Note what Christ says here:

    "And as Jesus passed on from there, two blind men followed him, crying aloud, "Have mercy on us, Son of David." When he entered the house, the blind men came to him, and Jesus said to them, "Do you believe that I am able to do this?" They said to him, "Yes, Lord." Then he touched their eyes, saying, "According to your faith be it done to you"" (Matt 9:27-29).

    And also what Paul says here:

    "If you confess with your mouth the Lord Jesus and believe in your heart that God has raised Him from the dead, you will be saved" (Rom 10:9).

    God's miraculous power is irrevocably part of the Christian gospel; you cannot remove it without the whole thing collapsing like a house of cards. Spong, I'm sure, attempts to prop up his version of the Bible with weak metaphorical interpretations of the texts rather than what they plainly describe. His faith rests in his own intellect and mankind's current understanding of the world and he calls his audience to do the same. Yes, indeed, he appeals to unbelief.

    He's a bishop, for cryin' out loud.

    Are you seriously this naive? Just because he is a "bishop" doesn't mean anything; there are plenty of "Christians" who are quite religious yet haven't an ounce of faith. Spong is by definition one of them. What exactly is he believing in by believing in his own watered-down version of Christ? Some guy, like Plato or Nietzsche? Even if I were an atheist I would consider that pathetic. I loved Ralph Waldo Emerson growing up, but I would never join a church devoted to him, let alone become a "bishop" of one. Why? Because he's just a man. The only reason I'm a Christian is because Christ was the great miracle-working Maestro, who defeated death by literally rising from dead.

    He's trying to drag your belief out of the middle ages and make it relevant to the 21st century.

    Relevant to the 21st century? What's so special about the 21st century? Unfortunately for Spong, Truth doesn't change to fit the times; if it did, it wouldn't be Truth.

    If you would look into the growing body of work being done over the origins of the bible and the early history of Christianity, you'd see that he's right on the mark with his research.

    I suppose you'd both like to believe that. What slam-dunk evidence convinced him?
  13. Melbourne, Australia
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    03 Dec '07 02:46
    Here's a take on the debate Spong had with William Craig about the 'reality' of the resurrection:

    According to Spong, who described himself as not being a "biblical literalist," it's not possible to be a Christian and deny the "reality of the resurrection." But, says Spong, this reality should not be understood as a physical return from death. What appear to be historical narratives are more properly understood as symbolism employed by Jesus' followers to convey their powerful and ineffable "God experience." A God-experience, says Spong, must be put into human words and our language is not big enough to envelop that inbreaking of eternity.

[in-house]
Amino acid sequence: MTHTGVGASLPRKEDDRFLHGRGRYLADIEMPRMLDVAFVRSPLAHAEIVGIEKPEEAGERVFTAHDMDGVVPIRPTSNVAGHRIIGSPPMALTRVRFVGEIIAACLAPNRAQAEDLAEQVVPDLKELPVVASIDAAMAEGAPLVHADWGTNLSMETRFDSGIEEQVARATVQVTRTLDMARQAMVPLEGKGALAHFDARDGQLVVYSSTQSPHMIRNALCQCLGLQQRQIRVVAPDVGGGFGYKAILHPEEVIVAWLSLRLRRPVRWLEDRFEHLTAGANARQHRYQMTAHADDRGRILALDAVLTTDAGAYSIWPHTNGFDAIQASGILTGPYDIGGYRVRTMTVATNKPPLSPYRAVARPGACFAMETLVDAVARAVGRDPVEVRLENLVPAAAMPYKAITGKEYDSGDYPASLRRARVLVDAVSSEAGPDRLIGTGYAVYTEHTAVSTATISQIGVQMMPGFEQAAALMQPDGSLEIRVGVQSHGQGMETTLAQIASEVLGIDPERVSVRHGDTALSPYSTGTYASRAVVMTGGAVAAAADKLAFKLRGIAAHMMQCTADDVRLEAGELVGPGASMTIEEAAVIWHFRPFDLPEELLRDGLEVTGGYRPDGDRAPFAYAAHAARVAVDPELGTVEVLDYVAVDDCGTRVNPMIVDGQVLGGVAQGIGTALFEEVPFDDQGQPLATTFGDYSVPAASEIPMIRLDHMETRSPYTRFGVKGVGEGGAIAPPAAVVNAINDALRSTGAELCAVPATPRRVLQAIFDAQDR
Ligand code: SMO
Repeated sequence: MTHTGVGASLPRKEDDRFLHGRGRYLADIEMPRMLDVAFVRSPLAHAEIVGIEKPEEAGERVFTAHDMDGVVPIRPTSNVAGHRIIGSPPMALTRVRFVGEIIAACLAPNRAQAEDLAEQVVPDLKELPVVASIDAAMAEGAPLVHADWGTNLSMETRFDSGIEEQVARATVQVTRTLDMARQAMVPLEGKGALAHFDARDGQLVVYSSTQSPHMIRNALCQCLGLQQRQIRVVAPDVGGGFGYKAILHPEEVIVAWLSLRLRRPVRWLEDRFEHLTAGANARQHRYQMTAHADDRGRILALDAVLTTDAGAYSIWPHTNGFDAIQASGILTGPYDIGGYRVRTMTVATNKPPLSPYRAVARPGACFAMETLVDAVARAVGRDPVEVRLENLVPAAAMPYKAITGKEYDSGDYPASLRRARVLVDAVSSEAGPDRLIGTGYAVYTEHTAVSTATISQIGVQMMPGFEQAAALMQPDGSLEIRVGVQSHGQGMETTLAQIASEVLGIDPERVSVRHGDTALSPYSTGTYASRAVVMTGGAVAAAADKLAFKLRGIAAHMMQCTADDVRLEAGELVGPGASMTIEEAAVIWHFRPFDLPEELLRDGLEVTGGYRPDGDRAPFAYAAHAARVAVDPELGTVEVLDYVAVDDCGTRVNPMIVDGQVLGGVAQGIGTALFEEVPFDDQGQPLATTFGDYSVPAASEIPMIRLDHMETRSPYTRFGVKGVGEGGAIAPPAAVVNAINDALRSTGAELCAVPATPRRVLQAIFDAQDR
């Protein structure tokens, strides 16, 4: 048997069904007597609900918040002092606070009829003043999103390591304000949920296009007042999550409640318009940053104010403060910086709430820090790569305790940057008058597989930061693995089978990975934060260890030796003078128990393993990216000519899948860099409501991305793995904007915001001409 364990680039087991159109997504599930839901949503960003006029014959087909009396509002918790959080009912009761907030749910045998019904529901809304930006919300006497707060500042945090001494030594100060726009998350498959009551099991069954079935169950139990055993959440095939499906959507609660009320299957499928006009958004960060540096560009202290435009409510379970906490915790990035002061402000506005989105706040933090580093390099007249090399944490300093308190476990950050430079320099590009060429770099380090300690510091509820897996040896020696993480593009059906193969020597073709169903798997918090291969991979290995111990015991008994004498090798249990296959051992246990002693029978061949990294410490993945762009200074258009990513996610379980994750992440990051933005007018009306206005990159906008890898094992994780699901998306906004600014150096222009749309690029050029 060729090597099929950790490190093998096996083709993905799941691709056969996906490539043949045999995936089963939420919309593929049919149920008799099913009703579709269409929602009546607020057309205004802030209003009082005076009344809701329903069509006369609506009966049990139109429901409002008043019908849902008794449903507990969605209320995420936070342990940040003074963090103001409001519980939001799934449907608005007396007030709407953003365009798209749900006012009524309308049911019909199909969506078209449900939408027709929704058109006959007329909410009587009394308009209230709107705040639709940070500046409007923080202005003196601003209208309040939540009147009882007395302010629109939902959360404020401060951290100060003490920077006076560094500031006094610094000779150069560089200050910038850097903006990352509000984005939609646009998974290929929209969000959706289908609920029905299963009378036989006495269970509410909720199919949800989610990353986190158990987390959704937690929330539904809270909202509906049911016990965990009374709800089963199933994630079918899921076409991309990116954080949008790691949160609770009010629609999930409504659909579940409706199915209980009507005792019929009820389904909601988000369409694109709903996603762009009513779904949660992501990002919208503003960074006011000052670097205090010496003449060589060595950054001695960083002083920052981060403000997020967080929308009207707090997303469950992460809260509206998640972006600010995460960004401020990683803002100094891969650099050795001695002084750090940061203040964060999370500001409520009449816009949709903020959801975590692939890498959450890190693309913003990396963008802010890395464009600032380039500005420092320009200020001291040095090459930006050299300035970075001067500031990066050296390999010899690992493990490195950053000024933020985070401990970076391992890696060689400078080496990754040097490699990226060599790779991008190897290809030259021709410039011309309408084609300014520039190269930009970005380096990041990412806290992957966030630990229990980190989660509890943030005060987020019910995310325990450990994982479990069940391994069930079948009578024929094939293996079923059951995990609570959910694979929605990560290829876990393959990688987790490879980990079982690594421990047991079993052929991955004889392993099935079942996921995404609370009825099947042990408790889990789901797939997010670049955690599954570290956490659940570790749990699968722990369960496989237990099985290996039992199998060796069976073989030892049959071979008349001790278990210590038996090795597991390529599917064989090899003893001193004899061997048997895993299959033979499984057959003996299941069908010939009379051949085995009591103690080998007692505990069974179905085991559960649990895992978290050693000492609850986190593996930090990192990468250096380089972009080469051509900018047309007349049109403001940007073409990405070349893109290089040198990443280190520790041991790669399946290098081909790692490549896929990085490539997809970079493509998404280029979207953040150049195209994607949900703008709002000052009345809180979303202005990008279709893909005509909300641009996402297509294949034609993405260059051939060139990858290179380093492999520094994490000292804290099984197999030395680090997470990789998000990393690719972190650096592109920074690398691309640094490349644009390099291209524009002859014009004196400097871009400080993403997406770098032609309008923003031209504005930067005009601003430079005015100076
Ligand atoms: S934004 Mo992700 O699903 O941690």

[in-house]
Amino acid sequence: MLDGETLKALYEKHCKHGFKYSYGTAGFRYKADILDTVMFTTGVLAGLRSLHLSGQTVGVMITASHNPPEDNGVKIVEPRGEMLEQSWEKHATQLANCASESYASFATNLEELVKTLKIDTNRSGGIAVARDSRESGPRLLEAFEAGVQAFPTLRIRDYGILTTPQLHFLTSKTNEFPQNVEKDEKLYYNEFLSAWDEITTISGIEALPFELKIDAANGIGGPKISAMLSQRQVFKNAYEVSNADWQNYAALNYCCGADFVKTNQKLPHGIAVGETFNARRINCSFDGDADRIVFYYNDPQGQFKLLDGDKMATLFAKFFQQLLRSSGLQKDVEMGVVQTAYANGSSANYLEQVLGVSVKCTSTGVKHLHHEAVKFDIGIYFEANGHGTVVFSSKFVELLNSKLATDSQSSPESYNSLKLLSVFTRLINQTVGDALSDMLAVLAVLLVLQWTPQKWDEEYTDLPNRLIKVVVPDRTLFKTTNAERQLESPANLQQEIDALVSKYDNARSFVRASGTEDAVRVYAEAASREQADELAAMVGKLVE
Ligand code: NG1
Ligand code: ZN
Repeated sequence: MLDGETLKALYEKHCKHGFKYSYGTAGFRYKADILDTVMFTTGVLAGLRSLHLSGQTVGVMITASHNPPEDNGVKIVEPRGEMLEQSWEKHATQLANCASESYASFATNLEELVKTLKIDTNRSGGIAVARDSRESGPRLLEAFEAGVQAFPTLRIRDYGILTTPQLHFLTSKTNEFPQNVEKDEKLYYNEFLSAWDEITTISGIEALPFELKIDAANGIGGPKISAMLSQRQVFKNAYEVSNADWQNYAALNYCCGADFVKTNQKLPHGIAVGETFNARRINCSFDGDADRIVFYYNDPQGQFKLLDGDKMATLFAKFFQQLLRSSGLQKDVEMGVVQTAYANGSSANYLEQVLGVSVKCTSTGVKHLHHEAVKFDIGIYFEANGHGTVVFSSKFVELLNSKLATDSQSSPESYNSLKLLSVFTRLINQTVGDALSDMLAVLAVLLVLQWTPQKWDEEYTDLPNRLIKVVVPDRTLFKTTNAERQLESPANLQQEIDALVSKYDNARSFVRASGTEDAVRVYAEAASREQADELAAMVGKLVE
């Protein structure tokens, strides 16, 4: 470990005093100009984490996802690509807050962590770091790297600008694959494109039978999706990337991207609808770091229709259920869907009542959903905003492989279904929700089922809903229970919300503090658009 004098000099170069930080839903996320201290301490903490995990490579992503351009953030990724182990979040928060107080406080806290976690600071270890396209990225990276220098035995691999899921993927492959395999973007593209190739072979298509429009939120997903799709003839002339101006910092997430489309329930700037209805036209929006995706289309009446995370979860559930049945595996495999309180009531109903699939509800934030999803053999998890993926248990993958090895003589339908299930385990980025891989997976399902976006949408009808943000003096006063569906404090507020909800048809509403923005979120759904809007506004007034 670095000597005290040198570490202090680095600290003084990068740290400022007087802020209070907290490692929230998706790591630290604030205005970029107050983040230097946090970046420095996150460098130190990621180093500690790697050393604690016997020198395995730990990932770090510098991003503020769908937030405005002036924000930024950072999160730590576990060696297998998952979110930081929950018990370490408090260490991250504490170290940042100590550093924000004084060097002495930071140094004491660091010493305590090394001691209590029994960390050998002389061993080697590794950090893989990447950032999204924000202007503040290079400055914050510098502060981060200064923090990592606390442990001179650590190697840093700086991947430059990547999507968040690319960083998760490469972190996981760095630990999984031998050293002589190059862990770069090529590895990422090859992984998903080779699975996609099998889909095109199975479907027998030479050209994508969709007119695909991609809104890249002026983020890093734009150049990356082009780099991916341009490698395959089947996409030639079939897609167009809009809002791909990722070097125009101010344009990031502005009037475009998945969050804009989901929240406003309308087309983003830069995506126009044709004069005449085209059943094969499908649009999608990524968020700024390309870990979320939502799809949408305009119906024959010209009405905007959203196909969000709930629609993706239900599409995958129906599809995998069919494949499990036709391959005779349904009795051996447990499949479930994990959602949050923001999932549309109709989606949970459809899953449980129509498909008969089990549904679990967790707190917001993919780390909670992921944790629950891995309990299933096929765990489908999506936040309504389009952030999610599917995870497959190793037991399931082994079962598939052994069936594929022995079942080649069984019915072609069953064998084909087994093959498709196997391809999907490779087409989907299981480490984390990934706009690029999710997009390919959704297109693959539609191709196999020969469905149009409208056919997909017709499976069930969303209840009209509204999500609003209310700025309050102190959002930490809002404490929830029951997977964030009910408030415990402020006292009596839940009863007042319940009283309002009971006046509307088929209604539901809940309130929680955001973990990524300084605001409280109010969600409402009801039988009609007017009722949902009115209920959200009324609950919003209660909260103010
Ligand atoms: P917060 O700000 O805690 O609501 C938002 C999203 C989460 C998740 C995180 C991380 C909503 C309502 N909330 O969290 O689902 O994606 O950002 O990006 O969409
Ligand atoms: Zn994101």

Once I heard Bishop Spong's take on the inadequacy of language to describe God, I patiently waited for him to refute himself by ascribing some attributes to God. I wasn't disappointed. In his closing statements, just a few moments after saying "I cannot tell you who God is or what God is," the bishop proceeded to affirm that God is the source of love and the ground of all being.
  14. Donationrwingett
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    03 Dec '07 03:27
    Originally posted by epiphinehas
    [b]He's not appealing to your "unbelief."

    Indeed he is. The foundation of a Christian's faith rests in the power of God; that is, in God's ability to perform miracles. If we take the miracles out of the gospels or explain them away, the integrity of the entire NT falls apart. Spong, in his attempt to remove or discount any vestige of God's wond ...[text shortened]... believe that. What slam-dunk evidence convinced him?[/b]
    You see, that's why nobody likes you. Not even Jesus, I'd warrant. You proclaim your particular version of Christianity to be THE ONE TRUE FAITH to the exclusion of all others. What if Spong did bring more people into the church by divesting it of all its supernatural trappings left over from the Dark Ages? Wouldn't that be a good thing for Christianity? But noooooo, that's not good enough for you hidebound literalists. Unless they believe your particular way you brand them as unbelievers and atheists. Well I think Spong is a sincere man who does believe in the power of god. He just doesn't need some tawdry miracles to make the case for him.

    Spong's point about the 21st century is not that the truth is mutable, but that our understanding of it is more nuanced. Our limited understanding in the Dark Ages colored our interpretation of the truth. But we should not bind our views to some outdated modes of perception. I see no reason why contemporary Christians couldn't understand Jesus through a 21st century lens. If that means giving up your beloved miracles as being figurative events, rather than literal ones, then so be it.